A new infrastructure programme to transform the country's cities was officially launched on Friday.
Officiating at the event in Kempton Park, Cooperative Governance and Traditional Affairs Minister Richard Baloyi said the objective was to turn major cities into sustainable human settlements.
Another aim was to integrate public transport with urban planning.
"The implementation of this programme over the next 20 years will not only change this country's landscape, it will [also] create much-needed jobs," he told reporters.
The programme is officially known as the Strategic Integrated Infrastructure Project 7 (SIP7).
The project is one of 17 programmes approved by Cabinet earlier this year, each with a different focus area of infrastructure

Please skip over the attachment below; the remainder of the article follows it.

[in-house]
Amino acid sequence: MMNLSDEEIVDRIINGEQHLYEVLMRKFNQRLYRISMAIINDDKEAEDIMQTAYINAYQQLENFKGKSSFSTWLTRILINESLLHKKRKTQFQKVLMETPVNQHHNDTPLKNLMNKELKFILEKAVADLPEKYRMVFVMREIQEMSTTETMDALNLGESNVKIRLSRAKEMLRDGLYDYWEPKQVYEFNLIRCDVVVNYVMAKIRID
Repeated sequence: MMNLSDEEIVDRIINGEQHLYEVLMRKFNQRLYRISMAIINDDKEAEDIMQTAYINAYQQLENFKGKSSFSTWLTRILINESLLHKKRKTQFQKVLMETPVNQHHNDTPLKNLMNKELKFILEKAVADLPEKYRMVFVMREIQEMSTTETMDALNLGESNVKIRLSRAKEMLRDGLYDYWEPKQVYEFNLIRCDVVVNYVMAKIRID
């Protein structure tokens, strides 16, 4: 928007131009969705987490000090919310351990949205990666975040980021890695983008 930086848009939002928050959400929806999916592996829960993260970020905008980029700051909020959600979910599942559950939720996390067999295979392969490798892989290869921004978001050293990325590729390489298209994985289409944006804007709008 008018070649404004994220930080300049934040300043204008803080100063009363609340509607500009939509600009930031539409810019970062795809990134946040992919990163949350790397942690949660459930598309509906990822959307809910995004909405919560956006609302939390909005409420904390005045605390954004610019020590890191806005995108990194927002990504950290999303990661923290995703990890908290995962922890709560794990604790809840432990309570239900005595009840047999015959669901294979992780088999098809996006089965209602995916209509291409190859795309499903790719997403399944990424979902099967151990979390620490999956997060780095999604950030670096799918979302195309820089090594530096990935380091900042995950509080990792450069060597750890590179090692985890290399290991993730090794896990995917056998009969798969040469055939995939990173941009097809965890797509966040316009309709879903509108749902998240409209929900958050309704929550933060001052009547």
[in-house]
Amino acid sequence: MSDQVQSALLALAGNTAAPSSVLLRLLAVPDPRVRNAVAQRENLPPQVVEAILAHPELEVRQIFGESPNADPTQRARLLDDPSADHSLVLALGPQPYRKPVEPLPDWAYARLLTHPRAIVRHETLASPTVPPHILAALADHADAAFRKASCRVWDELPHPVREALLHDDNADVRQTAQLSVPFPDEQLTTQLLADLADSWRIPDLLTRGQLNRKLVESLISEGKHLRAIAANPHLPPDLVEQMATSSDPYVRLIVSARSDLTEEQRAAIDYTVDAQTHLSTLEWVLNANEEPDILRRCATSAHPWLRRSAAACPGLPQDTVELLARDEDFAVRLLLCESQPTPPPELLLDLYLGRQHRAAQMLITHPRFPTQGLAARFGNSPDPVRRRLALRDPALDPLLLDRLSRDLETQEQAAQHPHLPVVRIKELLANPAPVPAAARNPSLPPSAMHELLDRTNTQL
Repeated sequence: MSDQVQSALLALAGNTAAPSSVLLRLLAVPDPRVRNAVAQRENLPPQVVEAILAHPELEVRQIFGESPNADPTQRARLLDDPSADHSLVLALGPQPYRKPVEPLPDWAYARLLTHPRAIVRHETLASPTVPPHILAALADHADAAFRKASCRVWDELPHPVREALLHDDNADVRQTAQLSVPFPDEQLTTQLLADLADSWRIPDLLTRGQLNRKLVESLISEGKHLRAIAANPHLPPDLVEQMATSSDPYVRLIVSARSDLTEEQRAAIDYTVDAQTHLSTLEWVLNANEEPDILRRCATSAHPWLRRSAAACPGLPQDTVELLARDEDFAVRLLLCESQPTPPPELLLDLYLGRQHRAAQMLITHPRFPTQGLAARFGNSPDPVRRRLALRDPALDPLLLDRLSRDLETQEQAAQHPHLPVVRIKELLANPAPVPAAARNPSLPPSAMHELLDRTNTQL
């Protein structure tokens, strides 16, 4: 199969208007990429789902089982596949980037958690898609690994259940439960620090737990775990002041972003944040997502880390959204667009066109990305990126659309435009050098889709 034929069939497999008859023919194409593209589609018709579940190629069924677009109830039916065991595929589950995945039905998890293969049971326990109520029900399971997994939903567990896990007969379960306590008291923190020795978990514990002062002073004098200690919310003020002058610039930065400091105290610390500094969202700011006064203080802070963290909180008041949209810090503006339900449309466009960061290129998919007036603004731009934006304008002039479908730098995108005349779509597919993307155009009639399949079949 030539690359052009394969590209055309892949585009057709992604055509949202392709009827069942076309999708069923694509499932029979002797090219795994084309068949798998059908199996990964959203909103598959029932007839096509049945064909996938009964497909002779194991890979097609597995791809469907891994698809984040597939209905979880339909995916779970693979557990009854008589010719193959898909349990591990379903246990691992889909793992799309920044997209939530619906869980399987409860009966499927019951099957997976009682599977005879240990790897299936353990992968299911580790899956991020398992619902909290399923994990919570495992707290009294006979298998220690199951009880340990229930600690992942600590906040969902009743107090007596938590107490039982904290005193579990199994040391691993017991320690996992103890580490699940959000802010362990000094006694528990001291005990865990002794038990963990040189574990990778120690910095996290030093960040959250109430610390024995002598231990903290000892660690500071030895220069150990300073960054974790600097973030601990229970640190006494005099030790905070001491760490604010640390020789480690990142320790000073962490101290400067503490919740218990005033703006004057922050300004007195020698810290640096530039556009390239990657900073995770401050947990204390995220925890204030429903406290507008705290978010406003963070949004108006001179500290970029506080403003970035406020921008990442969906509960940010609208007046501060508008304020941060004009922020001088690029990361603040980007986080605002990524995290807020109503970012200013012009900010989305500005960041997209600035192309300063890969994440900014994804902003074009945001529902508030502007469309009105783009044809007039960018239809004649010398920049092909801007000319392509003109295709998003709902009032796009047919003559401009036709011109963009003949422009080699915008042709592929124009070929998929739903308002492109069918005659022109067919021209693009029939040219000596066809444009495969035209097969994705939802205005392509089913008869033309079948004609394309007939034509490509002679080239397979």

Deputy Transport Minister Jeremy Cronin, who also attended the launch, said SIP7 aimed to overcome the spatial legacy of apartheid.
"Infrastructure was not used as a connector, but as a separator [in the past]," he said.
Railway lines separated black from coloured communities in Cape Town, and freeways were used to seal-off townships, Cronin said.
The new programme brought together several initiatives in various cities, including rail service improvements.
Some of these, such as Johannesburg's bus rapid transport system, were already under way, Cronin said.